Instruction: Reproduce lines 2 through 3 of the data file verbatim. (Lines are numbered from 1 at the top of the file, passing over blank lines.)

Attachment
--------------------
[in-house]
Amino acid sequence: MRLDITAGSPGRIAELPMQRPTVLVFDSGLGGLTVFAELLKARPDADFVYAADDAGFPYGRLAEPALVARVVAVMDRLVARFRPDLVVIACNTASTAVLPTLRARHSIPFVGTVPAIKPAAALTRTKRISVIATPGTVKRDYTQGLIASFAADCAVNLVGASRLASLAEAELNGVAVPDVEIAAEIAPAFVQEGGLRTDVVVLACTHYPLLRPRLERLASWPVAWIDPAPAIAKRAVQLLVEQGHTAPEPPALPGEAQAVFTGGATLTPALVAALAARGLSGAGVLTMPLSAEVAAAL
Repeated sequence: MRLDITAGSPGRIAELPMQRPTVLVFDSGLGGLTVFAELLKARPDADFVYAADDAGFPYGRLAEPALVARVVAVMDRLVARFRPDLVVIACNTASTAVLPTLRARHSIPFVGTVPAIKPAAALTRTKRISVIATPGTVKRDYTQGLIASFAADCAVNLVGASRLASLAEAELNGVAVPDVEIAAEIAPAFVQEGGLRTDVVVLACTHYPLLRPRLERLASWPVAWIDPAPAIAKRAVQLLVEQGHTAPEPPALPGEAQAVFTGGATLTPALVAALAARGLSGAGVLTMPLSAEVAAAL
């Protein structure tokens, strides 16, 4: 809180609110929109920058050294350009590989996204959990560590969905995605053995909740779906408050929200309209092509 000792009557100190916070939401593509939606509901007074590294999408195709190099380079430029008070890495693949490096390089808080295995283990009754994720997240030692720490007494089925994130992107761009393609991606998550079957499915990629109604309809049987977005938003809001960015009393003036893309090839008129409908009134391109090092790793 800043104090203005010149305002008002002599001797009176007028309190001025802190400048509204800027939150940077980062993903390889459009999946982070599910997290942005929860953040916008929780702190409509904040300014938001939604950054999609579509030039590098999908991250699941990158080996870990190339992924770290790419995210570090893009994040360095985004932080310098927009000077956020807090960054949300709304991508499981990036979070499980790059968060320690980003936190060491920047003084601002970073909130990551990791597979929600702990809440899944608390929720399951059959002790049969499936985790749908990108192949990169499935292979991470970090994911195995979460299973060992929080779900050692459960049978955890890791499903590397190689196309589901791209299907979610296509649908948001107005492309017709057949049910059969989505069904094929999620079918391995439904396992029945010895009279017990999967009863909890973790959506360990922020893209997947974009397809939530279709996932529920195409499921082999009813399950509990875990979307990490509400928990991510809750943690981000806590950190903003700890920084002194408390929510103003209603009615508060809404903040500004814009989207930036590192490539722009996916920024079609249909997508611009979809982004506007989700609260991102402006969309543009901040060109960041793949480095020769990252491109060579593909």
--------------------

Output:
Amino acid sequence: MRLDITAGSPGRIAELPMQRPTVLVFDSGLGGLTVFAELLKARPDADFVYAADDAGFPYGRLAEPALVARVVAVMDRLVARFRPDLVVIACNTASTAVLPTLRARHSIPFVGTVPAIKPAAALTRTKRISVIATPGTVKRDYTQGLIASFAADCAVNLVGASRLASLAEAELNGVAVPDVEIAAEIAPAFVQEGGLRTDVVVLACTHYPLLRPRLERLASWPVAWIDPAPAIAKRAVQLLVEQGHTAPEPPALPGEAQAVFTGGATLTPALVAALAARGLSGAGVLTMPLSAEVAAAL
Repeated sequence: MRLDITAGSPGRIAELPMQRPTVLVFDSGLGGLTVFAELLKARPDADFVYAADDAGFPYGRLAEPALVARVVAVMDRLVARFRPDLVVIACNTASTAVLPTLRARHSIPFVGTVPAIKPAAALTRTKRISVIATPGTVKRDYTQGLIASFAADCAVNLVGASRLASLAEAELNGVAVPDVEIAAEIAPAFVQEGGLRTDVVVLACTHYPLLRPRLERLASWPVAWIDPAPAIAKRAVQLLVEQGHTAPEPPALPGEAQAVFTGGATLTPALVAALAARGLSGAGVLTMPLSAEVAAAL